- Kamakshi Tandon
- 0 Shares
MELBOURNE, Australia -- The first question asked of every men's Grand Slam draw in 2008 was: Did Novak Djokovic land in Roger Federer or Rafael Nadal's half? Whichever it was, the side with two of the Big Three automatically became the tougher half, and the top seed on the other end was considered a virtual lock for the final.
The emergence of the "Big Four" has made that question defunct. In recent months, Andy Murray has become a threat equal to Nadal, Federer and Djokovic, guaranteeing that the draw for next week's Australian Open would be relatively balanced.
As it happens, Murray has ended up in Rafael Nadal's half while Novak Djokovic is in Roger Federer's, setting up a possible repeat of the Nadal vs. Murray and Federer vs. Djokovic semifinals from the U.S. Open. But none of them can expect to sail smoothly through to the last four, with plenty of dangerous players looking to knock them off and continue the recent Aussie tradition of unexpected finalists.
Here's a look at how the four quarters of the draw break down:
Rafael Nadal says he'll have to feel out his way the first couple of matches, and he should be able to do that thanks to some easy-looking openers. But then follows a French trio who have made a habit of giving Nadal a tough time.
In the fourth round would be the supremely talented but erratic Richard Gasquet, who is 0-6 against his juniors rival on the ATP circuit but has at least frequently played Nadal close. The quarterfinals could bring the supremely athletic but erratic Gael Monfils or the quick and clever Gilles Simon. Monfils defeated Nadal in Doha last week, while Simon edged the Spaniard at Madrid in a fall thriller that was one of the better matches of the year.
Gasquet won't find it easy to get through to his meeting with Nadal, however, because 2007 finalist Fernando Gonzalez and local favorite Lleyton Hewitt are also in his section. And a couple of Croats, Mario Ancic and the giant-serving Ivo Karlovic, could wreak havoc in the bottom half of this quarter.
First-round match of note: Fernando Gonzalez (13) vs. Lleyton Hewitt
Quarterfinal projection: Nadal def. Monfils
Andy Murray, too, should sail through the first couple of rounds, and then could face Davis Cup foe Jurgen Melzer of Austria or teen phenom Kei Nishikori in the third round. His fourth-round opponent could be decided by a repeat of last week's Brisbane final: Radek Stepanek vs. Fernando Verdasco.
The bottom half of this quarter has been thrown into flux by Jo-Wilfried Tsonga's back injury. He should live up to his No. 5 seeding if fully recovered by the time the tournament starts, but if not, it could open up the door for the likes of James Blake or Ernests Gulbis. Blake and Gulbis are scheduled to meet in the third round, an intriguing clash given that the talented young Latvian won both of their encounters last year and began this season by defeating Djokovic.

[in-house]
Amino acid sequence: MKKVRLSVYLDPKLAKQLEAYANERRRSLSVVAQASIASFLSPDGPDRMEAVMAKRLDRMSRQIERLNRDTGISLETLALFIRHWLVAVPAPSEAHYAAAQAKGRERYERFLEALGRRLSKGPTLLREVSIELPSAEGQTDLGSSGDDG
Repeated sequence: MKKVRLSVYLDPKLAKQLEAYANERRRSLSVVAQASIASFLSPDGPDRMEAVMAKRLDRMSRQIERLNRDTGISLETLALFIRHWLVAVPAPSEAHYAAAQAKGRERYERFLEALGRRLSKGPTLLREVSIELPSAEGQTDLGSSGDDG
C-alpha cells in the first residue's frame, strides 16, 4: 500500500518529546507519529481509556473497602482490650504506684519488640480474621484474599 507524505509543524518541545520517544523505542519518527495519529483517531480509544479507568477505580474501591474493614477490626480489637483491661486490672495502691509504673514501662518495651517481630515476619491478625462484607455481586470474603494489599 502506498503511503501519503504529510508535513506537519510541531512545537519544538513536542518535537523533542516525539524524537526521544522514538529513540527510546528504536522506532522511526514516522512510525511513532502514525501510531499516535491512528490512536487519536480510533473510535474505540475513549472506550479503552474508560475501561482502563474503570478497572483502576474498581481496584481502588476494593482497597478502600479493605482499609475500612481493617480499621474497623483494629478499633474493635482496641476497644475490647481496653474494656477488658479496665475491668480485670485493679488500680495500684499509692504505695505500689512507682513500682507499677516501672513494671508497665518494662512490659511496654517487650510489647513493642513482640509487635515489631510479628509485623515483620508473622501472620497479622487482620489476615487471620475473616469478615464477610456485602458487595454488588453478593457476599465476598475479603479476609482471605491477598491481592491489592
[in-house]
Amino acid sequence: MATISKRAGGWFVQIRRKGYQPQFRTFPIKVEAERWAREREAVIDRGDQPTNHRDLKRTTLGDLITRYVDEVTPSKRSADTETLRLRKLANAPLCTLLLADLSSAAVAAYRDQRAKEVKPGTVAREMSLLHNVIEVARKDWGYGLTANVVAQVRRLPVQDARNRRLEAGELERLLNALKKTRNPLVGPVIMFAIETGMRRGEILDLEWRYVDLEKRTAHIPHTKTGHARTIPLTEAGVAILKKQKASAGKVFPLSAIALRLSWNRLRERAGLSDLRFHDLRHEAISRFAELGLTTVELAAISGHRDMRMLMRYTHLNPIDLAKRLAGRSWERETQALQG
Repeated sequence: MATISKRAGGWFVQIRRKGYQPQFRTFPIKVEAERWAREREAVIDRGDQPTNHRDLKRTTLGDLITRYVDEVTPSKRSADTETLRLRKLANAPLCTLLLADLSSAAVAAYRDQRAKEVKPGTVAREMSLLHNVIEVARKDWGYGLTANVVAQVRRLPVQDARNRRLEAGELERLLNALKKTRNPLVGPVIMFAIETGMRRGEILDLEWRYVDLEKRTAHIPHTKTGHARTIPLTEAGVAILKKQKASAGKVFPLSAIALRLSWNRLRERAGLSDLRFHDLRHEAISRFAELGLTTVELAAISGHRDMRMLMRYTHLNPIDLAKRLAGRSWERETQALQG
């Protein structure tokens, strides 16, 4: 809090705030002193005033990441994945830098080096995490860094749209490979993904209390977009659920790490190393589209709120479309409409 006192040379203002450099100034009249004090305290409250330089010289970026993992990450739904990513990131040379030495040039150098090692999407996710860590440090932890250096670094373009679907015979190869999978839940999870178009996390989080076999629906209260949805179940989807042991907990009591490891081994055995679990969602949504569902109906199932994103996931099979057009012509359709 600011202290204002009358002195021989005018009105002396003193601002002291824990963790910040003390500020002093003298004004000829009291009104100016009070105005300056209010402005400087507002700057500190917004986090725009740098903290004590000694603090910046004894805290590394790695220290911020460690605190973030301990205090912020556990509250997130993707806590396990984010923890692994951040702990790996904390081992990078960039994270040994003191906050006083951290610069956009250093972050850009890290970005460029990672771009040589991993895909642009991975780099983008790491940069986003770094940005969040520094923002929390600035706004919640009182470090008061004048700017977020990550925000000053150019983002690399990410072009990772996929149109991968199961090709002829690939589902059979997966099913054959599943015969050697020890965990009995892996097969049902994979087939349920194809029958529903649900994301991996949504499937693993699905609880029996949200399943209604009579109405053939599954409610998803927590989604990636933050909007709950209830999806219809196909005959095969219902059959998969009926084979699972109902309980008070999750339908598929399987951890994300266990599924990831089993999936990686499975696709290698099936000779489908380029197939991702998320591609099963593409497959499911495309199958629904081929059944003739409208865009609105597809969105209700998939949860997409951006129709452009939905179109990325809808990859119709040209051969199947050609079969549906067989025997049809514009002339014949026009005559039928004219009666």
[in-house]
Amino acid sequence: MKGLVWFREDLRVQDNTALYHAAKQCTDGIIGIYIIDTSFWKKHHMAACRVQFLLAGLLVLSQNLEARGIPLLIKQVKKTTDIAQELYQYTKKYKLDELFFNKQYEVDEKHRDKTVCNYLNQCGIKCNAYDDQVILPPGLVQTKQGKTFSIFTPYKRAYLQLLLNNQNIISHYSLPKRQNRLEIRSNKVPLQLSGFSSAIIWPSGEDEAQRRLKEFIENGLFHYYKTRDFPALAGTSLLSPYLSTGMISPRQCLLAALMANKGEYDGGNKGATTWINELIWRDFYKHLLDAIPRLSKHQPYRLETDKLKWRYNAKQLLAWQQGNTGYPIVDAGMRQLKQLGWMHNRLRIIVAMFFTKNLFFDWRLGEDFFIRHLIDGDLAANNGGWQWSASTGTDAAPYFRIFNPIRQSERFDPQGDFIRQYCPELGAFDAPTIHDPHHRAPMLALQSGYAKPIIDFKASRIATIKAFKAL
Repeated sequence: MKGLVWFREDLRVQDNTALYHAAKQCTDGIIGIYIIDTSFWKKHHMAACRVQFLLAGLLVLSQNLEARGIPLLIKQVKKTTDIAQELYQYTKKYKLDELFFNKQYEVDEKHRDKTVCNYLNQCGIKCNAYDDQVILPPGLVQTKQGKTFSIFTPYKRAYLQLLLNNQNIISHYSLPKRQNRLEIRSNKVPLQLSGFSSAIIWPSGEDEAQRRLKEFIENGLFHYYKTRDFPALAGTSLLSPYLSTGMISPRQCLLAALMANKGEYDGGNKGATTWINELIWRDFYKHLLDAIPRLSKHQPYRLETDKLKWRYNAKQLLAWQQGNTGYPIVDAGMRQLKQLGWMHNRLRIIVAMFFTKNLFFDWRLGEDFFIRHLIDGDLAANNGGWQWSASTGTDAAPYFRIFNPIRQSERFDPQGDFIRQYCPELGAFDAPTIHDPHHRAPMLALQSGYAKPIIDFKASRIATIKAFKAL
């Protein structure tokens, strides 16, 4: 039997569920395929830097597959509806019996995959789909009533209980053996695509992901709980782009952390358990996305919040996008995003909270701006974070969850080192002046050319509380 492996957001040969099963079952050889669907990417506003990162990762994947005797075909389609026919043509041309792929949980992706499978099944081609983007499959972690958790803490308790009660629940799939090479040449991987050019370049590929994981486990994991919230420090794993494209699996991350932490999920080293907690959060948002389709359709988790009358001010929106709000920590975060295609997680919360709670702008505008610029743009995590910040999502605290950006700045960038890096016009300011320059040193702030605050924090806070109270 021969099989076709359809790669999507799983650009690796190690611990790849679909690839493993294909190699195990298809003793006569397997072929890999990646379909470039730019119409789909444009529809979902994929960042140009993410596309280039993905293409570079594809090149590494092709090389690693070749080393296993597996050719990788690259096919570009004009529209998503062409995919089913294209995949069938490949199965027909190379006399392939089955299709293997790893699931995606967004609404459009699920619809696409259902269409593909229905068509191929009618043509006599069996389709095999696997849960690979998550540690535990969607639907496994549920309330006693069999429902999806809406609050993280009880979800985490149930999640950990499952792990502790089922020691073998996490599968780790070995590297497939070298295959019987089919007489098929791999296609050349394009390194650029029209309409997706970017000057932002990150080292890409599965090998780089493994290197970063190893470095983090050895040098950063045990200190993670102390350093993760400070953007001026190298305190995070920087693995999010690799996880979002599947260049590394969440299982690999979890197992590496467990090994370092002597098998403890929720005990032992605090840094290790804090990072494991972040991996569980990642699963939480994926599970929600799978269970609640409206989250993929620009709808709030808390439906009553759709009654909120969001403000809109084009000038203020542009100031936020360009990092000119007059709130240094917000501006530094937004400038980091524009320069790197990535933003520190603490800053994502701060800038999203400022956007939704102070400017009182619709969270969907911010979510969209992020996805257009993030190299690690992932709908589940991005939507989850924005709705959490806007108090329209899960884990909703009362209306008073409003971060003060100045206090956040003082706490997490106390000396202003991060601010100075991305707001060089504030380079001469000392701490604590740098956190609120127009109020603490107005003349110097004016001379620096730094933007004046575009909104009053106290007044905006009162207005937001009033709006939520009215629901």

A Murray-Tsonga quarterfinal would be a repeat of last year's first-round matchup between the two, won by Tsonga in five exciting sets. Both have come a long way since, and this encounter would likely be the highlight of the final eight this year.
First-round match of note: Jurgen Melzer vs. Kei Nishikori
Quarterfinal projection: Murray def. Tsonga
Color this the American quarter, with Andy Roddick leading a group of opportunistic compatriots. Significant progress is expected from the 21-year-old Sam Querrey this year, and his Australian Open campaign will be helped by the fact that his seeded first-round opponent, Philipp Kohlschreiber, has a dodgy shoulder. That's also good news for Roddick, who was knocked out in the third round by Kohlschreiber here a year ago and was scheduled to face him again at the same stage this year.
Mardy Fish will have to negotiate a tricky section that also features the tough Robin Soderling and 2006 finalist Marcos Baghdatis, who feels he's finally on the upswing after a nasty stretch of injuries last year. Robert Kendrick and Bobby Reynolds have tough openers against seeded players, but Taylor Dent faces a qualifier as he makes his Grand Slam return after three (count 'em) back surgeries.
But let's not forget defending champion Novak Djokovic, who recently switched racket companies and has been having some trouble adjusting to his new stick. Losing in the Sydney semifinals this week cost him a chance to come into the tournament as No. 2 in the world (though it wouldn't have affected the seedings). Now the pressure is on him to defend his points from last year and avoid slipping to No. 4 behind Murray.
The unpredictable David Nalbandian is lurking here as well, a possible fourth-round opponent for Andy Roddick
First-round matches of note: Sam Querrey vs. Philipp Kohlschreiber (32), Julien Benneteau vs. Marcos Baghdatis
Quarterfinal projection: Nalbandian def. Djokovic
If Roger Federer is feeling as good as he says he is, he should have little trouble till he reaches the quarterfinals. Marat Safin would be an interesting but probably limited test in the third round, and it would be a major surprise if fellow Swiss and doubles partner Stanislas Wawrinka could summon the gall to take him out in the fourth.
But then could come an interesting test against Juan Martin del Potro, the current leader of the next wave. But in the fourth round, Del Potro himself could face one of his fellow young guns, Marin Cilic. Both have done well in the lead-up events, with Cilic winning Auckland and Del Potro going strong in Auckland.
Two other big servers, John Isner and Kevin Anderson, are in Cilic's section, while Aussie prodigy Bernard Tomic starts against a qualifier.
Quarterfinal projection: Federer def. Del Potro
Murray def. Nadal, Federer def. Nalbandian
Murray def. Federer
Kamakshi Tandon is a freelance tennis writer for ESPN.com.
Don't impulsively mark down the Big Four to reach the Australian open semifinals. There are plenty of dangerous floaters just waiting for their opportunity.